Zookeeper Corey Barr hoses down Sheena, a 46-year-old Asian elephant, in her habitat at Phoenix Zoo. The elephants’ habitats are outfitted with misters and fans, and zoo employees provide them with frozen treats like melons and popsicles. (Photo by Nick Serpa/ Cronkite News)

June 18, 2018

Cronkite News

Here’s how Phoenix Zoo keeps animals cool

Many of the animals at the Phoenix Zoo come from cooler climates, which creates a challenge for zookeepers to keep them cool in the scorching desert heat.

While many of the animals have access to air-conditioned indoor spaces, some of them, like the Bornean orangutans, prefer to be outside, said Jessica Petershick, a senior keeper of primates.

The zoo uses everything from water hoses and pools to popsicles to help the animals maintain a safe and comfortable body temperature.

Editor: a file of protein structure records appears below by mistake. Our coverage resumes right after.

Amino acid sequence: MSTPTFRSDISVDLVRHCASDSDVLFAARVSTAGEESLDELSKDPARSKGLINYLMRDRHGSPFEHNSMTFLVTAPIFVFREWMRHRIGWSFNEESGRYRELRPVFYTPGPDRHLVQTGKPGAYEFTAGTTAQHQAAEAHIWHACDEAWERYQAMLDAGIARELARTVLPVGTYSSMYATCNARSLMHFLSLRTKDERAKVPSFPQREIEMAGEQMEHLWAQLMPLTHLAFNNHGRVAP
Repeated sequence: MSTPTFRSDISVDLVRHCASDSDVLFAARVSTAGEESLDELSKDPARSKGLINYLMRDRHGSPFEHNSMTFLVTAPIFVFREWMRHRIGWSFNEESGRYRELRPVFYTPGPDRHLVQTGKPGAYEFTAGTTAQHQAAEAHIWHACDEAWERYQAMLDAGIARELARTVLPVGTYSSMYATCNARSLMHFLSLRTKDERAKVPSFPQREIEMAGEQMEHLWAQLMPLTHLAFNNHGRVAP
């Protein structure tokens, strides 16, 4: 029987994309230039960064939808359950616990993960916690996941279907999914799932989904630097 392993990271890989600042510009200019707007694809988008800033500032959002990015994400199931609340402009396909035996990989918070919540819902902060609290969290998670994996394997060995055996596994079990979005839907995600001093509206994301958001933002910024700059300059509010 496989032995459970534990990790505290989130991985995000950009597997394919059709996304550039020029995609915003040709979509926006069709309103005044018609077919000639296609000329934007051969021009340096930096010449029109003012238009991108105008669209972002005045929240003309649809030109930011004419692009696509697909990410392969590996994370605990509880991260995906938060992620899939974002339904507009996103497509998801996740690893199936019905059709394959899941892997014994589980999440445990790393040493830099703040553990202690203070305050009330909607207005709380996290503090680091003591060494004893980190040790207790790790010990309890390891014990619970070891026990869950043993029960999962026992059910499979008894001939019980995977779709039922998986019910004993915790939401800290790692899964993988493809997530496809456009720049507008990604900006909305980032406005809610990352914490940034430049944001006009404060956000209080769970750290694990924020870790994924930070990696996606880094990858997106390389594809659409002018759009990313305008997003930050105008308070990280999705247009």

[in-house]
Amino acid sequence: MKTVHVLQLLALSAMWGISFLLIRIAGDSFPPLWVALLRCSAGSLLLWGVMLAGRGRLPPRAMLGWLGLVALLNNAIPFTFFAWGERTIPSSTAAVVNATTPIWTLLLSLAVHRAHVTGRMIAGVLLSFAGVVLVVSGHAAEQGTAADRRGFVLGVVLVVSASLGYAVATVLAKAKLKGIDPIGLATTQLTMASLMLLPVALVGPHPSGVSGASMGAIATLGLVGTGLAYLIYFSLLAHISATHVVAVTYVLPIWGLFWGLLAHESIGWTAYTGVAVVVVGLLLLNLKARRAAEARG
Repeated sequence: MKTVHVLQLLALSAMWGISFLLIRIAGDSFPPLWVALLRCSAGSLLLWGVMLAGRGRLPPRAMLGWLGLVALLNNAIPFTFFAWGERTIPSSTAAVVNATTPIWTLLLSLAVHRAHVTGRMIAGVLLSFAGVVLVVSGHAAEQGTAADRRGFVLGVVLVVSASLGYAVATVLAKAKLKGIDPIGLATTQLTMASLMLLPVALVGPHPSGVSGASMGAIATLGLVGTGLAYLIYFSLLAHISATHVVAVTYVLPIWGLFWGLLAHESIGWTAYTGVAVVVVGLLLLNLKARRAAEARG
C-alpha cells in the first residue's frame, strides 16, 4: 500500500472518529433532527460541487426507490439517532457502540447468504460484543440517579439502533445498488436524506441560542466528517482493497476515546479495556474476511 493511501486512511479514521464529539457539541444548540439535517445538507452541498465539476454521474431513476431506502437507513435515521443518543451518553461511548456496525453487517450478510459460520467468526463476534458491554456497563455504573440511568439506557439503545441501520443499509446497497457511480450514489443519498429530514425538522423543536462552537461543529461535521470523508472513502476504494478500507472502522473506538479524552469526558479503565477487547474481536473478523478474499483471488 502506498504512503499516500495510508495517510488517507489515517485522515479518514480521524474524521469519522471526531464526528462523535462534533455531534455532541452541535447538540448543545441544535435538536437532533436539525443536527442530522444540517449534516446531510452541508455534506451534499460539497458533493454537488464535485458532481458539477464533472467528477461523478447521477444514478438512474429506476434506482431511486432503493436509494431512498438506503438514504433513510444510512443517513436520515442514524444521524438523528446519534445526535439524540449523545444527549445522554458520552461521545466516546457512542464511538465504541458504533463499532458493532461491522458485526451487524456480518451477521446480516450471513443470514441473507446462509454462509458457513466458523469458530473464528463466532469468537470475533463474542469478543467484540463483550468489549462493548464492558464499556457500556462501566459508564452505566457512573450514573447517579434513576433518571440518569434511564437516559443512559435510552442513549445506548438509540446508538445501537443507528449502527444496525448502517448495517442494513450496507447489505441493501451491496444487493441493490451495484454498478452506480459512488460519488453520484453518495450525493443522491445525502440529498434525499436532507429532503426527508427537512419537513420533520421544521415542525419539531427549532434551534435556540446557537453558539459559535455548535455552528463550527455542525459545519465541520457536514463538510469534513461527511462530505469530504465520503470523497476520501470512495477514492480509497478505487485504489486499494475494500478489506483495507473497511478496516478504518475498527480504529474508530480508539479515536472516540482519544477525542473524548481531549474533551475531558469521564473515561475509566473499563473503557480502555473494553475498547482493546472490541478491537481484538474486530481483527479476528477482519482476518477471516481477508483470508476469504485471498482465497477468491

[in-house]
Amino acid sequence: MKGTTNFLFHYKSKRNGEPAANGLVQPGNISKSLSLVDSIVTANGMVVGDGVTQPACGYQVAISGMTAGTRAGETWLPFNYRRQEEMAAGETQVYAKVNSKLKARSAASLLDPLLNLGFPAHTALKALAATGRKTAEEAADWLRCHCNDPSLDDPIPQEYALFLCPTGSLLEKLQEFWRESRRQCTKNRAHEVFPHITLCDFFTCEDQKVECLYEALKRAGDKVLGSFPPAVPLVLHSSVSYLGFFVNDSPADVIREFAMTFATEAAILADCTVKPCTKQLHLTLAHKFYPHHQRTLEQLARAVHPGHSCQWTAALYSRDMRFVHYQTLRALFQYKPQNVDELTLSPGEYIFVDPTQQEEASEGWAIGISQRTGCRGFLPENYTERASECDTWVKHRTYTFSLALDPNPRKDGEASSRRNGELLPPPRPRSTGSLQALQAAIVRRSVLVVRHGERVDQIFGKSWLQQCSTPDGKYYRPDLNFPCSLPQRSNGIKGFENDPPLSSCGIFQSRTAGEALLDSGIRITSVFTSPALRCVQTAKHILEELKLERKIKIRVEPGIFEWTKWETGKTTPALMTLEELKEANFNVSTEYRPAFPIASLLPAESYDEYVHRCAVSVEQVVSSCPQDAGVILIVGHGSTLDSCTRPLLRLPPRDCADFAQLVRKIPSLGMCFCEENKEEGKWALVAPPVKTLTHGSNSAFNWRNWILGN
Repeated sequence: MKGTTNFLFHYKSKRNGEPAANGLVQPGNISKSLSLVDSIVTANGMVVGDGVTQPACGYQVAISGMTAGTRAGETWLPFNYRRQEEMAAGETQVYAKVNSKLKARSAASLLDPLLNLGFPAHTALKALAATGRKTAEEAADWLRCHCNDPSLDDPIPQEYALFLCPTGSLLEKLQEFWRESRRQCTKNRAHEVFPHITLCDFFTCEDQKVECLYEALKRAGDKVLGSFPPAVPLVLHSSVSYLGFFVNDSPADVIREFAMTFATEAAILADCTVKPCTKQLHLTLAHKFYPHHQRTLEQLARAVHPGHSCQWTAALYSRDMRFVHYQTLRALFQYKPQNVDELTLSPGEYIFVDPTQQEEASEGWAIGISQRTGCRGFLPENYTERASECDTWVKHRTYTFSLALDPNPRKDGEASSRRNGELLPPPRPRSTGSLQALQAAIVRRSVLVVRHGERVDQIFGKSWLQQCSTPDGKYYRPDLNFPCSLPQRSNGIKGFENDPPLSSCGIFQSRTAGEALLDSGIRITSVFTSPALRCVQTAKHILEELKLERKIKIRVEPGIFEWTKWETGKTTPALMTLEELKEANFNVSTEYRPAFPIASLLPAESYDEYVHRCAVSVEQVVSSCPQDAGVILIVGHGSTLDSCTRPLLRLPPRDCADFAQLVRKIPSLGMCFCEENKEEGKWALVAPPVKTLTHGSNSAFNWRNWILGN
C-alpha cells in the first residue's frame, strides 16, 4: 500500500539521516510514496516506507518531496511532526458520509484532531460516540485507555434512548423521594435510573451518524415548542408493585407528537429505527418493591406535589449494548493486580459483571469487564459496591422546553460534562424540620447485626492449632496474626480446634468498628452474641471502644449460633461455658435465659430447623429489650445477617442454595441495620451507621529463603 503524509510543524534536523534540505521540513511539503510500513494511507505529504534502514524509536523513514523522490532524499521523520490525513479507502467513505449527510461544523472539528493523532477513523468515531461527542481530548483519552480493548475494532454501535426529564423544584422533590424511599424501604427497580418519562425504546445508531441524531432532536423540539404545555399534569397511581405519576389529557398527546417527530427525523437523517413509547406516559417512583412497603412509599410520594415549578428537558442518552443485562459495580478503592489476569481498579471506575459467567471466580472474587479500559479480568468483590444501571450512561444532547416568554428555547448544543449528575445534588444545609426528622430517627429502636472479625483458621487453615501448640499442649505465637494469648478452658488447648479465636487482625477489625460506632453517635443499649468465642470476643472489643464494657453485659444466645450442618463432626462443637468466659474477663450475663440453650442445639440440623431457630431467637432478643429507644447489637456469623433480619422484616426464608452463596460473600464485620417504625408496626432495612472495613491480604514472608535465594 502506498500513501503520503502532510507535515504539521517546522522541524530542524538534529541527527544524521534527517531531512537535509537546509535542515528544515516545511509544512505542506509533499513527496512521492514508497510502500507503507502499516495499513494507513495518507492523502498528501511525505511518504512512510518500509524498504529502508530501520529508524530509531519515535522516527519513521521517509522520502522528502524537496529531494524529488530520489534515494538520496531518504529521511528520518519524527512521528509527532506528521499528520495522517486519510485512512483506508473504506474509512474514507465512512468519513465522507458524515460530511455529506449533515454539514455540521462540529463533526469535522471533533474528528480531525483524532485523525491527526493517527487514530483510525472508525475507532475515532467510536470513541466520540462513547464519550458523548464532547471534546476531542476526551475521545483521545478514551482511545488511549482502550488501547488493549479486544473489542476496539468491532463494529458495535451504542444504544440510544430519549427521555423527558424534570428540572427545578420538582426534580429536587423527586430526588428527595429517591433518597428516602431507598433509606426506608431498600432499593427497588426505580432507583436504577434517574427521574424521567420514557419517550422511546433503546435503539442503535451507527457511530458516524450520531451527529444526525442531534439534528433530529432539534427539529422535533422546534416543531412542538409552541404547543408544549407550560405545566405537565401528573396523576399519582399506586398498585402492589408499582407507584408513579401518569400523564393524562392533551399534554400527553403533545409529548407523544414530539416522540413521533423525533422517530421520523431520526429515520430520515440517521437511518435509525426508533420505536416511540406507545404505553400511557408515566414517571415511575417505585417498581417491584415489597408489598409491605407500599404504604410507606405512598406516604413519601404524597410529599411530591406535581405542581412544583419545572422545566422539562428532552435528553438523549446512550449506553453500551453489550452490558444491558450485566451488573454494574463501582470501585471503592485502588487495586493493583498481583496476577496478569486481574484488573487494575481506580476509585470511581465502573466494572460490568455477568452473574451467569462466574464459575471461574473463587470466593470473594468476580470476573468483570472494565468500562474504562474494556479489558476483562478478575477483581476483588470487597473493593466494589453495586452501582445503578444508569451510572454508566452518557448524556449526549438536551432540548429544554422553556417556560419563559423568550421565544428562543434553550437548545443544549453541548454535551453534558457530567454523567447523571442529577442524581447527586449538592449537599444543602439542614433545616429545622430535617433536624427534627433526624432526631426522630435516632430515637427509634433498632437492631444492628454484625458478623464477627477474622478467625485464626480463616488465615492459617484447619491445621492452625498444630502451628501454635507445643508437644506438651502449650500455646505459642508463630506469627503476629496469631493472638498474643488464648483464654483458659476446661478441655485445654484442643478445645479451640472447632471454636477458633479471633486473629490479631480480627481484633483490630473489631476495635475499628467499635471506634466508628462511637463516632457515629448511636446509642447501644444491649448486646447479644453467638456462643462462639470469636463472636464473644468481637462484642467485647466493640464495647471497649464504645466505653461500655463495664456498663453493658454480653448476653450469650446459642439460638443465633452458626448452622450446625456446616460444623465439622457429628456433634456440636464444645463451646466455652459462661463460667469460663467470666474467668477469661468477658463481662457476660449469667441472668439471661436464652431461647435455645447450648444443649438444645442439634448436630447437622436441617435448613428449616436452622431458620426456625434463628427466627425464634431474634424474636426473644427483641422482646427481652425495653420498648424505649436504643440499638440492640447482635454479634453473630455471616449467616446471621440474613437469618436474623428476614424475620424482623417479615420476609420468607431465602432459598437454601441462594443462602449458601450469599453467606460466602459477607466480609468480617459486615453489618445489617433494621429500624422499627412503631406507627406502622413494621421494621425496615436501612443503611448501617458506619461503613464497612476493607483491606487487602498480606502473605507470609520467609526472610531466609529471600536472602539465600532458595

“We really specialize in animals that can tolerate the hotter temperatures here in Phoenix,” zoo spokeswoman Linda Hardwick said. “It heats up in the summertime. That’s nothing new for us, and our animals are used to it as well.”

She said that first thing in the morning, sprinkler systems will water down several of the exhibits.

“Obviously, we always have lots of shade structures as well,” she said.

Many of them get special treats.

“We will hose them down a lot throughout the day if they are warm,” said Corey Barr, an elephant keeper. “And we bring them inside and give them showers, and we give them treats like frozen popsicles or frozen melons.”

Jessica Peterschick, a primate keeper, said her animals love frozen popsicles made from Gatorade flavors: lemon, fruit punch, grape.

“It’s awesome to give them things like ice treats in the dead of summer because it’s a reward just like a kid getting a popsicle,” she said. “It’s awesome. It’s refreshing. It’s sweet.”

Zoo officials encourage people to visit before the hottest part of the day.

“It is our slow season. We adjust our hours,” Hardwick said. “We are only open from 7 a.m. to 2 p.m. We want our guests as well as our animals to be comfortable.”

 

Story by NICK SERPA and ALLISON SNELL, Cronkite News